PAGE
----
Jan '05 - Mar '06
I've just finished the first three weeks of my second year.
Here's the lineup: studio, Enclosures and Environments 2,
History of Theory, and a fabrication lab based on using
the school's new waterjet cutter.
Studio is Columbia's infamous housing studio. Everyone works in
pairs, so I have a studio partner--heretoafter referred to as
KA--who I will in all likelyhood be spending more time with
than my wife.
E&E 2 is continuation of E&E 1. Fortunately, I received a waiver
for that, having taken a roughly equivalent class as an
undergraduate. The first few weeks of E&E 2 have so far been
rudimentary--what could have been taught in E&E 1 that would
qualify as more basic? I hear it gets tougher later, but for now,
we're looking at the psychrometric chart. Not really grad-level
History of Theory, my third course, reinforces my hunch that the
school includes E&E in the curriculum only out of necessity to
remain an accredited professional school. Dean Mark Wigley
teaches this one, and in a way, the basis of his course is his
oft-mentioned contention that architects' essential function is
to produce discourse about buildings (rather than buildings), a
stance that rather obviates the need for training in structures,
HVAC, and the like. If you need further convincing consider that
during his introduction to Keller Easterling's lecture last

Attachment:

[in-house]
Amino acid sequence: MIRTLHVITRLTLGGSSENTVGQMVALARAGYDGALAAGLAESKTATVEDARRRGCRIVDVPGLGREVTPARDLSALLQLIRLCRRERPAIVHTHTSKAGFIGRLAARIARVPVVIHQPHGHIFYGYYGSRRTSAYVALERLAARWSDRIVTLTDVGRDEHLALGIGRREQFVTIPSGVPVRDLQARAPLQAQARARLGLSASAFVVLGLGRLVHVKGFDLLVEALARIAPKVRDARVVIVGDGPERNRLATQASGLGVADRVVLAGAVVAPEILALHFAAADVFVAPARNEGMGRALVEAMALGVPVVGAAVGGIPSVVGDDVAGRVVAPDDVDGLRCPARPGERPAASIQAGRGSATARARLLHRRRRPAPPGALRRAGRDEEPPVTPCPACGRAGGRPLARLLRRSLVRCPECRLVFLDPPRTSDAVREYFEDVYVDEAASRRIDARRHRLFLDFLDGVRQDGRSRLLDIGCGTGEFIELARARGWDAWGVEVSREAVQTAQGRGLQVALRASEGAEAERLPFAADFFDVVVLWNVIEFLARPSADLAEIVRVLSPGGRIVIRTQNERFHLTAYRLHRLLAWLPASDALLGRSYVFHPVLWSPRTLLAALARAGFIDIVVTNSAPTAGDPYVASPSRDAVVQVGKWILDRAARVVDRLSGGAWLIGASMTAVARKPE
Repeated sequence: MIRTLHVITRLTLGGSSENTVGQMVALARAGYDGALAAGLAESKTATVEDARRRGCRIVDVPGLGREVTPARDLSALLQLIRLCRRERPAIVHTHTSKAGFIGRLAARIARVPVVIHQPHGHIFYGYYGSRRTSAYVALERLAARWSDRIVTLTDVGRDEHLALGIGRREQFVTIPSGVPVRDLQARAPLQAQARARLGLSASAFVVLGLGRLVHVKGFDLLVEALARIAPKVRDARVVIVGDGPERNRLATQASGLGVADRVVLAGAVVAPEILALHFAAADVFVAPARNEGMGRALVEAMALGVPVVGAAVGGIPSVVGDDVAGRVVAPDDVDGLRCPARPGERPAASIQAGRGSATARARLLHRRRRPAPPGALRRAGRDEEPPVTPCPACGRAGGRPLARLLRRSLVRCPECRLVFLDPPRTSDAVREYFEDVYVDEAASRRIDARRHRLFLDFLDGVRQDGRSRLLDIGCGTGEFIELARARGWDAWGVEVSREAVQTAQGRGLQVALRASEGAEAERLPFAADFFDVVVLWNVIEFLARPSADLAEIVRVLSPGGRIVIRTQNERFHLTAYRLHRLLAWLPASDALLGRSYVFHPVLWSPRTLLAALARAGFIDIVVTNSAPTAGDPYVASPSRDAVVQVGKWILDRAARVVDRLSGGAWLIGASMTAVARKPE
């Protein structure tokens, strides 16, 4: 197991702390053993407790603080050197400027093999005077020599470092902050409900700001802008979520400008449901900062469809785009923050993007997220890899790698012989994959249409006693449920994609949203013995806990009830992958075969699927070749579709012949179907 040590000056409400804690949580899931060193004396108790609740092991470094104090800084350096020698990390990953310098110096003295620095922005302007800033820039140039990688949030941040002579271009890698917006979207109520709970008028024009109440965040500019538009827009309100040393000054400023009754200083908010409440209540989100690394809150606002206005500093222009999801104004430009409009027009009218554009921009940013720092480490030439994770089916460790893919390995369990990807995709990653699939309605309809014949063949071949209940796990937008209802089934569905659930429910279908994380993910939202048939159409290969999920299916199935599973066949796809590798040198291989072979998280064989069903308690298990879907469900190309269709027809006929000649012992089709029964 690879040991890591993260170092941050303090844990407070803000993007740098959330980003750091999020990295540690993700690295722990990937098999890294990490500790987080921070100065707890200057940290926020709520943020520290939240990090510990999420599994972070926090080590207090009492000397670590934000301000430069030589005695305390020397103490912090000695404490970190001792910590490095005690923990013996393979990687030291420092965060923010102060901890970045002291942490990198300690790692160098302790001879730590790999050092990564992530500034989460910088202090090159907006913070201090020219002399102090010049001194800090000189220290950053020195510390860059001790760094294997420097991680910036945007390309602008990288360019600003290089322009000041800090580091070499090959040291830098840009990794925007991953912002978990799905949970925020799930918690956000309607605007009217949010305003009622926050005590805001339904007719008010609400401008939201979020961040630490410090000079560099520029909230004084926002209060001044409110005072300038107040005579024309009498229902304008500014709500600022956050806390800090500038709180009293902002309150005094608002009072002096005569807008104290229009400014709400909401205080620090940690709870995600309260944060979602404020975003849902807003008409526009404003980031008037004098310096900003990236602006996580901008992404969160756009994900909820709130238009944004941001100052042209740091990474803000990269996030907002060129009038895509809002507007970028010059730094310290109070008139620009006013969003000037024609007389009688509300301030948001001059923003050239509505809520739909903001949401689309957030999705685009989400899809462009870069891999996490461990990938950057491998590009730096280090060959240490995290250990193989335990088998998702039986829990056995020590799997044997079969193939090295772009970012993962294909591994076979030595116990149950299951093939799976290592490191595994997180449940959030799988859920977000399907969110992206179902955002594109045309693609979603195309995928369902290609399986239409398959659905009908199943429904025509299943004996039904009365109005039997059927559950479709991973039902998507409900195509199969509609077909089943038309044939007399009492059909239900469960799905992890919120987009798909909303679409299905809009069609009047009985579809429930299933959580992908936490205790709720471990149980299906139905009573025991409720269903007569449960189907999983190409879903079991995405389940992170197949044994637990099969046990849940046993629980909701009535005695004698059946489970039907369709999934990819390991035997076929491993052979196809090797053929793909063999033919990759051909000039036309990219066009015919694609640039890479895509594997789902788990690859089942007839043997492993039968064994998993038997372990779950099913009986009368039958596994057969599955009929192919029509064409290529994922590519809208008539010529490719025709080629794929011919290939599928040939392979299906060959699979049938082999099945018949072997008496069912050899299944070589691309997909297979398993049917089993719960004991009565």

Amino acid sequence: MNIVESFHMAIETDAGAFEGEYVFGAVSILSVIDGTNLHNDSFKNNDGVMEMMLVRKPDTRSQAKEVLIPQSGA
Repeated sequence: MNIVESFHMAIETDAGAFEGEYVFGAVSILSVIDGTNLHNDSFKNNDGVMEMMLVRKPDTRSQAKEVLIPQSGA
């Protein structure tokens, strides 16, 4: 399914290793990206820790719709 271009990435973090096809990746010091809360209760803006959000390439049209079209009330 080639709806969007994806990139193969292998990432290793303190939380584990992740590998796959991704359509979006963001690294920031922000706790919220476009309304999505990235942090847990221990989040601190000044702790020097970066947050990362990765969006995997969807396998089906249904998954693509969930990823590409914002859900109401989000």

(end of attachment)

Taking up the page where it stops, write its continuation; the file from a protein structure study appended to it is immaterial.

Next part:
semester he made quite a lot of the fact that Easterling is
But back to the class--it is really what it says, not a history
of architecture, nor a theory course per se (although theory
comes up) but rather a history of how, when, and by whom ideas
about architecture have been shaped. This is therefore also a
history of the architect: the architect's role and image,
training and activities, allegiances, domains of action, areas of
expertise, etc. Like Robin Evans, Wigley has an uncanny ability
to find chinks in the edifices of theory that appear the most
stable, and show how tenuously they are in fact constructed. In
doing so, he reveals how much power the conventions of theory
exert over us, as well as their origin and purpose.
The fabrication workshop will just be fun. The school got two new
toys, a waterjet and CNC mill, and this is the workshop for
playing in the lab. Right now, I'm just getting a feel for how to
control the waterjet and its software. The pieces I'm producing
are a little clumsy so far.